Ethnic minorities held back in Scotland

Written by Tom Freeman on 28 January 2016 in News

Academic excellence not translated into success for ethnic groups in Scotland, finds Equal Opportunities Committee

People from ethnic minority backgrounds are still being held back from succeeding in the world of work, despite largely performing better academically in education, a new report by the Scottish Parliament’s Equal Opportunities Committee has revealed.

Ethnic minorities are more likely to be low-paid work, and are under-represented in management roles, the report said.

It calls on the Scottish Government to take more of a proactive role by opening up opportunities via public sector procurement.


Police Scotland seek help from new chief's old force to increase ethnic diversity

Scotland’s young people embrace diversity, report reveals

Committee convener Margaret McCulloch said “Achieving equality in the workplace is a vital part of ensuring Scotland as a nation is fair and inclusive to all.

“We are urging the Scottish Government to work with senior figures across the public sector, and, where possible, the private sector to tackle the problem.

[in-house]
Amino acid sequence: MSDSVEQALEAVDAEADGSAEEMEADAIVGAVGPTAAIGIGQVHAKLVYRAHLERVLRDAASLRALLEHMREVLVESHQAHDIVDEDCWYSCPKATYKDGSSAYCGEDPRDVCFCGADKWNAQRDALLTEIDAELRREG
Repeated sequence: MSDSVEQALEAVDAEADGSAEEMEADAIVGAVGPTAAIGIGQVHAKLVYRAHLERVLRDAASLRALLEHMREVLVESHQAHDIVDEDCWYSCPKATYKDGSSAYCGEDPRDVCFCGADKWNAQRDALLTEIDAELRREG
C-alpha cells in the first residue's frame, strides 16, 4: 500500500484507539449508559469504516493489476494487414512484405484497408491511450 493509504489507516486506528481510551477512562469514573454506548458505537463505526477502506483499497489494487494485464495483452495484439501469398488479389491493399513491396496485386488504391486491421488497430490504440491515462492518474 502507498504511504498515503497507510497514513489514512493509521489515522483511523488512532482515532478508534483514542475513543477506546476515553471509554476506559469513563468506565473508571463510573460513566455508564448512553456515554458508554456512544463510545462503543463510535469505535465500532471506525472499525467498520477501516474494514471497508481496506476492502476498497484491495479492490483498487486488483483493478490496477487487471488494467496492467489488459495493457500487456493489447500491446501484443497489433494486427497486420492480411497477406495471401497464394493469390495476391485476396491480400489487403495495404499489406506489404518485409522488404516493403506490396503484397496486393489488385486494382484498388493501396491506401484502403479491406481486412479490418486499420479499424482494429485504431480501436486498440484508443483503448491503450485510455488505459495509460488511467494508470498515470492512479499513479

“We can only progress if we refuse to accept current defective recruitment practices and challenge segregation within employment. Fail to act now, and we risk placing an ‘ethnic penalty’ on Scotland’s young people.”

The Scottish Government said it is currently developing a Race Equality Framework for Scotland which will be revealed in the spring.



Related Articles

Scottish Apprenticeship Week: Q&A with MSPs on skills and apprenticeships
7 March 2018

Holyrood asked five members of the Scottish Parliament’s Education and Skills Committee for their solutions to some key questions

Can the Scottish Government deliver on its childcare pledge?
28 February 2018

Kate Shannon takes a look at concerns that councils would not be able to make the move to 1,140 hours of free childcare by 2020

Associate feature: Encouraging diversity in accounting
27 February 2018

Finance professionals come from all backgrounds and social mobility is transforming the talent pool

Associate feature: How graduate apprenticeships can fill the tech skills gap
26 February 2018

Sally Smith is Dean of Computing at Edinburgh Napier University on preparing the workforce for the future

Related Sponsored Articles

Share this page